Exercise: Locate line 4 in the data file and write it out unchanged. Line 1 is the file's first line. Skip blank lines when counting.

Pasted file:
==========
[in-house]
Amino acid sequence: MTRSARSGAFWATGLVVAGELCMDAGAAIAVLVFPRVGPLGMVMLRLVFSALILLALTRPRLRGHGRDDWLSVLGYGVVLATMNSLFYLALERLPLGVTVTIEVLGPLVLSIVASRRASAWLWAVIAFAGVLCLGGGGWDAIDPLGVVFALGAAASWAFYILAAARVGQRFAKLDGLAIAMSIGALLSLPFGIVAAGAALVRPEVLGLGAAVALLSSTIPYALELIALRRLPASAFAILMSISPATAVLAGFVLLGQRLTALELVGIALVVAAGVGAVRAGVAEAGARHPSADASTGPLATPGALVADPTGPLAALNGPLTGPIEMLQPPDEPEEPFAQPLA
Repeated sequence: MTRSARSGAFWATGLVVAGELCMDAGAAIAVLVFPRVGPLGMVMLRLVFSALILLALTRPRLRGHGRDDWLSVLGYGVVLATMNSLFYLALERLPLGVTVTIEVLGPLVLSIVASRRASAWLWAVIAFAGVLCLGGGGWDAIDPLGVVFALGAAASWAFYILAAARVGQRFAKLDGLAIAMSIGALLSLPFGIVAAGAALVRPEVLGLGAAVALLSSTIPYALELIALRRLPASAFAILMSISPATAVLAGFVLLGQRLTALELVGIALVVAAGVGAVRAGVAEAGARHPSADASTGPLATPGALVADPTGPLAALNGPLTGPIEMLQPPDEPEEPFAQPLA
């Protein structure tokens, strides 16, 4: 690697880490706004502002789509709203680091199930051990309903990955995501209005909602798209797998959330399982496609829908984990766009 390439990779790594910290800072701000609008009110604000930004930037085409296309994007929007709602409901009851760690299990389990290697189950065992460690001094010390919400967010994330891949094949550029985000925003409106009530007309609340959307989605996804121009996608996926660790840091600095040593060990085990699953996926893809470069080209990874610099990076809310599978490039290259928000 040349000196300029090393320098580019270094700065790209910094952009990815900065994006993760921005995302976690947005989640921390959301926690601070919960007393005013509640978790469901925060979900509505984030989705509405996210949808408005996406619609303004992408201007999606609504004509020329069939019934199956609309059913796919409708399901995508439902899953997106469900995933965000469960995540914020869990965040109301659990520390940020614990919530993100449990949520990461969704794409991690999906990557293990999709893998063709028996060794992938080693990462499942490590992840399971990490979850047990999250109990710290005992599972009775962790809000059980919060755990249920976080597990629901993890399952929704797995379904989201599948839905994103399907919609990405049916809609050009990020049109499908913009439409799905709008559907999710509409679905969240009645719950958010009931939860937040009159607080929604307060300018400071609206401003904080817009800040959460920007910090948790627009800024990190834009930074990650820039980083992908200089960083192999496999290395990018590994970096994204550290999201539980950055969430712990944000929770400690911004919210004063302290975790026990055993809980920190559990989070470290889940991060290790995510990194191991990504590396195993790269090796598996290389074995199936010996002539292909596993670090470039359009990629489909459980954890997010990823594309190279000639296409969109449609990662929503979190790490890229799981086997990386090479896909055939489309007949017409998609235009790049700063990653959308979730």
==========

């Protein structure tokens, strides 16, 4: 690697880490706004502002789509709203680091199930051990309903990955995501209005909602798209797998959330399982496609829908984990766009 390439990779790594910290800072701000609008009110604000930004930037085409296309994007929007709602409901009851760690299990389990290697189950065992460690001094010390919400967010994330891949094949550029985000925003409106009530007309609340959307989605996804121009996608996926660790840091600095040593060990085990699953996926893809470069080209990874610099990076809310599978490039290259928000 040349000196300029090393320098580019270094700065790209910094952009990815900065994006993760921005995302976690947005989640921390959301926690601070919960007393005013509640978790469901925060979900509505984030989705509405996210949808408005996406619609303004992408201007999606609504004509020329069939019934199956609309059913796919409708399901995508439902899953997106469900995933965000469960995540914020869990965040109301659990520390940020614990919530993100449990949520990461969704794409991690999906990557293990999709893998063709028996060794992938080693990462499942490590992840399971990490979850047990999250109990710290005992599972009775962790809000059980919060755990249920976080597990629901993890399952929704797995379904989201599948839905994103399907919609990405049916809609050009990020049109499908913009439409799905709008559907999710509409679905969240009645719950958010009931939860937040009159607080929604307060300018400071609206401003904080817009800040959460920007910090948790627009800024990190834009930074990650820039980083992908200089960083192999496999290395990018590994970096994204550290999201539980950055969430712990944000929770400690911004919210004063302290975790026990055993809980920190559990989070470290889940991060290790995510990194191991990504590396195993790269090796598996290389074995199936010996002539292909596993670090470039359009990629489909459980954890997010990823594309190279000639296409969109449609990662929503979190790490890229799981086997990386090479896909055939489309007949017409998609235009790049700063990653959308979730």